Move over columnists and op-ed writers

BY ALKA GURHA| IN Digital Media | 23/08/2014
Web videos are more powerful in sending out catchy messages and triggering debate.
ALKA GURHA looks at how humour and satire are breathing new life into old issues. Pix: the Kalki Koechlin video

On Independence Day, All India Bakchod – an online comedy collective - managed to do what our respective governments couldn’t do in decades. They made a video of Indians and Pakistanis talking to each other in an attempt to find why we hesitate to connect. There is something about this video that demonstrates the power of web videos to convey powerful messages on a range of emotive issues.

When it comes to marketing ideas, tapping trends or breaking stereotypes, a web video is a powerful medium. The young, the educated, and the affluent are most likely to watch them and spread the message. If they relate to the topic and feel the same way - they see it, they like it and they share it.


The video shared by the Facebook page of ‘Humans of Karachi, a community that follows the model of, ‘Humans of New York’ begins by asking Indians, "What comes to mind when you hear the word, 'Pakistan'?" Malala, jihad, Ali Zafar, Coke Studio and terrorism were some of the answers.

The makers of the video matched the profiles of those talking to each other, making the conversation interesting. It is endearing when a Pakistani Chelsea fan congratulates an Indian Arsenal fan. The friendly banter makes one wonder about the propaganda and stereotyping carried out by vested interests. The video negotiates the uneasiness with the deftness of a narrative that is engaging.

I am not sure how realistic it is, but according to a comment, ‘it left a lump in the throat and a smile on the face.’ Needless to say, the video triggered an animated discussion on the All India Bakchod website, although some comments were not in good taste.

This reminds me of another satirical video that went viral after Health Minister Dr Harsh Vardhan’s controversial remarks about sex education. Enacted by Bollywood actor Anand Tiwari and directed by Sapan Verma of East India Comedy, the video received more than 350,000 views on YouTube and became a trigger for a larger debate.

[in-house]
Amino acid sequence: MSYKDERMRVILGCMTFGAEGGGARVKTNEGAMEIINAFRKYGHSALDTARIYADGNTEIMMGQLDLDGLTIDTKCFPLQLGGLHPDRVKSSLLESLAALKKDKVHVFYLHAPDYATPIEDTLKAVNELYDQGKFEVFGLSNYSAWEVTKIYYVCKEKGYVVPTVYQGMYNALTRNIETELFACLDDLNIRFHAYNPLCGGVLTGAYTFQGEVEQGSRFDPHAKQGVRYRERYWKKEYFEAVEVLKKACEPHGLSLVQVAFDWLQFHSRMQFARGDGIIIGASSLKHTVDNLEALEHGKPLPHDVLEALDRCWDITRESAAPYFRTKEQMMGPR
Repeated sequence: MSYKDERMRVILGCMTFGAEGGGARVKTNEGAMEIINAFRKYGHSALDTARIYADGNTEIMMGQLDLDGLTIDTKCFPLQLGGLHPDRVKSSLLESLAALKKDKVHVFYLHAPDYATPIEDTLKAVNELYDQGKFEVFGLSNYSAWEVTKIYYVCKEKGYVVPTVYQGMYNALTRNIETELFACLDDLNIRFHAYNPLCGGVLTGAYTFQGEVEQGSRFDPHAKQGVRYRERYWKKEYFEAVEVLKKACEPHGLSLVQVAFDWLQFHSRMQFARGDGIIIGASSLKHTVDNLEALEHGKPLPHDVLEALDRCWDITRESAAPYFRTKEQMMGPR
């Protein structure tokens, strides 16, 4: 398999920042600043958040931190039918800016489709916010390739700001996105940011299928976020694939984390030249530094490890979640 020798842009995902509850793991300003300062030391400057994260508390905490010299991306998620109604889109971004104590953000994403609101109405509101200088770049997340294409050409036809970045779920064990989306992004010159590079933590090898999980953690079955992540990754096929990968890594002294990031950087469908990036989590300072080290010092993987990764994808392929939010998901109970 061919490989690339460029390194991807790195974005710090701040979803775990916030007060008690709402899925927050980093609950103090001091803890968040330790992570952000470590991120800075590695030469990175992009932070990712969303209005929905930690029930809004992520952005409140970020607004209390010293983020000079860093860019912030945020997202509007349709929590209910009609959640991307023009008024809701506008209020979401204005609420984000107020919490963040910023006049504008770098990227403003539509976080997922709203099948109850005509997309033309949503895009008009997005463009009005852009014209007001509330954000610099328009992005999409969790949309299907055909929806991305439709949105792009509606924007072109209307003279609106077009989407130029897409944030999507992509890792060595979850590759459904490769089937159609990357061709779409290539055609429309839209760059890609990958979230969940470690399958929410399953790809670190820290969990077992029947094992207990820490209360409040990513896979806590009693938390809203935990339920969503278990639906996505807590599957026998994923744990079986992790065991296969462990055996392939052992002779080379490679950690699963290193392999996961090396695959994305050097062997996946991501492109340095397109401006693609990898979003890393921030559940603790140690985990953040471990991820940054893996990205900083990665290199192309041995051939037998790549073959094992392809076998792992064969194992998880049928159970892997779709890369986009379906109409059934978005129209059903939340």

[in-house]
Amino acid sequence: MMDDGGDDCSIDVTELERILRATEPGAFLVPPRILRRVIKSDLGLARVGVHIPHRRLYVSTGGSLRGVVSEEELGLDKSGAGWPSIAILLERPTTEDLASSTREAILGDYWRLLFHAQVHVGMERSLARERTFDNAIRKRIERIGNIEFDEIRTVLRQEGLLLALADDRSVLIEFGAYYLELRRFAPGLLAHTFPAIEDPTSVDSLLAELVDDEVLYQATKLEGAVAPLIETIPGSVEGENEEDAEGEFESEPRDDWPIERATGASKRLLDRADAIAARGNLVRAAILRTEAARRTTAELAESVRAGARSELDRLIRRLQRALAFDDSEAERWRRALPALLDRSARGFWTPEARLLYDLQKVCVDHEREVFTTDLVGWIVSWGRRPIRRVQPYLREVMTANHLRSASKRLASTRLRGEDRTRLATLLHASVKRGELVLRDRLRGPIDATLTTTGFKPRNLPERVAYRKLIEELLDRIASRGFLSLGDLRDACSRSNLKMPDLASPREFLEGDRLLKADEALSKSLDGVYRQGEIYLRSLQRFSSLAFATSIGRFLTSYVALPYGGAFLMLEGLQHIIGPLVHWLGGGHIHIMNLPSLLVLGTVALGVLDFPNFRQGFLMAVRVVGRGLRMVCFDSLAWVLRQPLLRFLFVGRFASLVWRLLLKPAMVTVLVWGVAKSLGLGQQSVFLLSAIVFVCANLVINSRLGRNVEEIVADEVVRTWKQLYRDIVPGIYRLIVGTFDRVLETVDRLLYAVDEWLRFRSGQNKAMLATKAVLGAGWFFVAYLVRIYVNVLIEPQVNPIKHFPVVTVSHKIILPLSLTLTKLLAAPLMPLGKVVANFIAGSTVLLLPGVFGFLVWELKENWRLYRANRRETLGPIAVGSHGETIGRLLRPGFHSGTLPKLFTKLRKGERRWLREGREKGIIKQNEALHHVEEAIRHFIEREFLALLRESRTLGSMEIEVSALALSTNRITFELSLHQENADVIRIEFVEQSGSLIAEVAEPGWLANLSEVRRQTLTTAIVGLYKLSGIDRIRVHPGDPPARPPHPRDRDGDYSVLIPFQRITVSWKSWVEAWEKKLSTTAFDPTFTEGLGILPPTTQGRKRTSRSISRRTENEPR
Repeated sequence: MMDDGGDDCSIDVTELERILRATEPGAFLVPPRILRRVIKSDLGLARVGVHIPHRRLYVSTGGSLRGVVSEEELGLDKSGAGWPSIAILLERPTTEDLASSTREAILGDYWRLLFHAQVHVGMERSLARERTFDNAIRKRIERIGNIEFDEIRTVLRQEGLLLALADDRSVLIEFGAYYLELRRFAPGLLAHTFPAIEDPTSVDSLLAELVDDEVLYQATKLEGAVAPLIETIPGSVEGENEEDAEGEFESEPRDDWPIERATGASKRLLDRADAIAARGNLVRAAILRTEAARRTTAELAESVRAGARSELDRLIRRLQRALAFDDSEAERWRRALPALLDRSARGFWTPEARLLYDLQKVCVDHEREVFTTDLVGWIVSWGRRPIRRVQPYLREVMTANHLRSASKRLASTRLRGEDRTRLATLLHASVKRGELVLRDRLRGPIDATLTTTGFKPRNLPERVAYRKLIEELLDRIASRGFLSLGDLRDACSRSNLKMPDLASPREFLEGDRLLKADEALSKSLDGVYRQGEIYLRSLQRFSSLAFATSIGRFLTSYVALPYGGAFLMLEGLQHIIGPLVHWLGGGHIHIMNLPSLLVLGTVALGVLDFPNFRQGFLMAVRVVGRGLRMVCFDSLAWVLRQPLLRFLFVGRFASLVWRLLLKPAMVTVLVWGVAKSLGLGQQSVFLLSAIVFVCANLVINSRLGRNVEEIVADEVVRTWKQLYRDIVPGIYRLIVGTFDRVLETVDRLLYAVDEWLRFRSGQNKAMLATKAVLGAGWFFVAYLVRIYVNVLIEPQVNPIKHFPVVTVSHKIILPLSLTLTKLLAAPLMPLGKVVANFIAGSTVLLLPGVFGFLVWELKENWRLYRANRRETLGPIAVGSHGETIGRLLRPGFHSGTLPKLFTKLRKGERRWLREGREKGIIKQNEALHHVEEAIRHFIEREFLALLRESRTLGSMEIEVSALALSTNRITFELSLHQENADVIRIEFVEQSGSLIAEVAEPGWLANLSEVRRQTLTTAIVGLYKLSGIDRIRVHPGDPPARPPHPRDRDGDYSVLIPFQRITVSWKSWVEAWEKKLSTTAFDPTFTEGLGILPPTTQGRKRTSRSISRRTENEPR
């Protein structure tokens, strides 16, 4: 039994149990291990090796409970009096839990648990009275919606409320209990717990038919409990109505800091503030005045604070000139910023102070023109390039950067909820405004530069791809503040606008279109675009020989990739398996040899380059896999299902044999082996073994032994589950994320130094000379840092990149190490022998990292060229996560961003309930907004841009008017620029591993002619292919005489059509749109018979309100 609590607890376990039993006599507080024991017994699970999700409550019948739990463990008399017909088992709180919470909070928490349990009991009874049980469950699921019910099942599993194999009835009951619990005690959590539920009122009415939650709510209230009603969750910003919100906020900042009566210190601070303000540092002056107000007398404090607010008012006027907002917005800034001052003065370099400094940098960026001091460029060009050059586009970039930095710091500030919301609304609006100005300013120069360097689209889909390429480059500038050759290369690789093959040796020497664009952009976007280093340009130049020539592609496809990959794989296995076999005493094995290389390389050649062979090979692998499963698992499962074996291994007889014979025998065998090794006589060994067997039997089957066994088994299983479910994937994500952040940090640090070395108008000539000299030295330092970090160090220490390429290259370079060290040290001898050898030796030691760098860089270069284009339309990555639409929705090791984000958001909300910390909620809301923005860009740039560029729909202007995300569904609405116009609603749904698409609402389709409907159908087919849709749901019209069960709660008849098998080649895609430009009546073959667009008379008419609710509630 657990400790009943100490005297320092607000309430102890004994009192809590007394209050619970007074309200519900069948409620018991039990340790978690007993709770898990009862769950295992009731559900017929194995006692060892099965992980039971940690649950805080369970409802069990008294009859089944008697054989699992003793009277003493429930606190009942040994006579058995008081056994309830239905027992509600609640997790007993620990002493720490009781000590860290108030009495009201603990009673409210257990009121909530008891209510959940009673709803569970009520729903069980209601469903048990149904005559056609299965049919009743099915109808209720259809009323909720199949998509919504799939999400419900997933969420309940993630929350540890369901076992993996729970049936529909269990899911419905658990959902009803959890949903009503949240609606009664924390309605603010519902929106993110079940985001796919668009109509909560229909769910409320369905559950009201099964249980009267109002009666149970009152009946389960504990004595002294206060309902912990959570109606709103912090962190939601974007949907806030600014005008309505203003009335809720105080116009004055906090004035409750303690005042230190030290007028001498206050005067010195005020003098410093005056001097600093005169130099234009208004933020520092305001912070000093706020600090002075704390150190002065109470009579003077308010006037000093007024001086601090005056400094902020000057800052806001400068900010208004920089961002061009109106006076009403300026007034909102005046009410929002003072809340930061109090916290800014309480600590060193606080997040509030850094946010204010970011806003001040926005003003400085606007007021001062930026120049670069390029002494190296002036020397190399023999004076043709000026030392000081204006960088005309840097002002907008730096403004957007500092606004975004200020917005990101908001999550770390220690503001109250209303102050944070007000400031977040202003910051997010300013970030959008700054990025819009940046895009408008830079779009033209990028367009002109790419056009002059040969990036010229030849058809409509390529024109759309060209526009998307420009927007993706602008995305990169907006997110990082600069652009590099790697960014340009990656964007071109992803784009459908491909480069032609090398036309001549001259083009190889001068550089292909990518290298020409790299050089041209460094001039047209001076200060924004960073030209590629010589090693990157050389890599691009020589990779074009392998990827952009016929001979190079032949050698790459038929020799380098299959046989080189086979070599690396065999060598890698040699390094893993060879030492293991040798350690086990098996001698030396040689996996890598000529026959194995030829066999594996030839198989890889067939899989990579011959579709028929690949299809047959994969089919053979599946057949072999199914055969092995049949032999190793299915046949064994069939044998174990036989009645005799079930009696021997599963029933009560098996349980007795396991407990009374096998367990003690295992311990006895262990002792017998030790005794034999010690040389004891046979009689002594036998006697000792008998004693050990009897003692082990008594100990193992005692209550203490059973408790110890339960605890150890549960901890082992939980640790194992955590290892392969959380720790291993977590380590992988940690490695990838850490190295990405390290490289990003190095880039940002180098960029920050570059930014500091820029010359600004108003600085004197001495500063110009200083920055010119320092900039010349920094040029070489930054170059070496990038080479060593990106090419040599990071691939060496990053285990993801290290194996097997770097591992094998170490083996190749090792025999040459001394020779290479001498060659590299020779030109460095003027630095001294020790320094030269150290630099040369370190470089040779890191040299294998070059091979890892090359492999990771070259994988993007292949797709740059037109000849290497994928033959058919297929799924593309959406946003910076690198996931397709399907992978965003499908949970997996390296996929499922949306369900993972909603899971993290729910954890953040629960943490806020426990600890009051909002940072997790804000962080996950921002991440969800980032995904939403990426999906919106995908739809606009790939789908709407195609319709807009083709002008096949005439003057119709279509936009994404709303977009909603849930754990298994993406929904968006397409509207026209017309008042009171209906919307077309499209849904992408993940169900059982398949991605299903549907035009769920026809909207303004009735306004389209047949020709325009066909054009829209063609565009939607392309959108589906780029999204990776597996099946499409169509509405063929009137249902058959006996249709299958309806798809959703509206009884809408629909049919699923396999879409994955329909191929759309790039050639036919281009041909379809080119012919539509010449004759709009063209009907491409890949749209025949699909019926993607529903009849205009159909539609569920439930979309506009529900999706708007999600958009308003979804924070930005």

It depicted a mock sex education class where a teacher was struggling to teach the ‘government approved’ syllabus on sex education. Young people found it so compelling that the video grabbed the attention of the foreign media such as Al Jazeera and others.


Prior to this, actress Kalki Koechlin’s video on sexual harassment and rape in India, ‘It’s Your Fault’ conveyed a strong message in a satirical manner. The footage showcases the absurd reasons given by people for sexual attacks against women, including provocative clothing, late night parties, and going out with boys.

If you are active on social media and scour the Internet as much as I do, you must have seen the videos made by Buzz Feed, Storypick, SchoopWhoop and others. BuzzFeed, a social and entertainment company that provides irreverent news and funny videos was founded in 2006, in New York City. It has a global audience of more than 150 million most of them are Indian consumers. As a result, SchoopWhoop (BuzzFeed’s domestic replica) has emerged as a major player in the digital-social-publishing arena.

A Google study says that with a user base of over a billion in India, almost one-third of YouTube viewers in India access videos on their mobiles. However, with so many videos doing the rounds, it is not easy to stand out in the crowd.

Also, it is not what you convey but how you do it. The approach matters. First of all, these videos touched a current event. They were in the right place at the right time. Second, the underlying message appealed to a wide range of young people on social media. Finally, they struck an emotional chord. Most videos that go viral urge people to share them further. Of course, a dash of humour or biting satire helps to grab attention.

Though satire and comedy have the ability to make the content easily digestible, the message gets limited to English-speaking, sarcasm-appreciating audiences. Regardless, the emotional connect is imperative. Anything that makes you laugh or cry grabs attention.

Columnists and editorials can drone about an issue for months, but the way young people process information is changing. Web videos shared on social media are a great tool of communication with the changing demography. Computer mediated communication holds the potential to redefine strategies in order to convey socio-political messages. Though the idea is nascent, people on social media are embracing it.

Even as I write, viral videos of The Ice Bucket Challenge (where participants dump a bucket of ice cold water on themselves and dare others to do the same) have generated $22.9 million towards creating awareness about a neurodegenerative disease.

One video might not bring the people of two nations closer, stop crime against women, or bring about any major change in the sex education policy, but viral videos can play the role of a catalyst in bringing about a change on the socio-political front.


(Alka Gurha is an award winning blogger ( and a contributing writer for a weekly newspaper, Friday Gurgaon)

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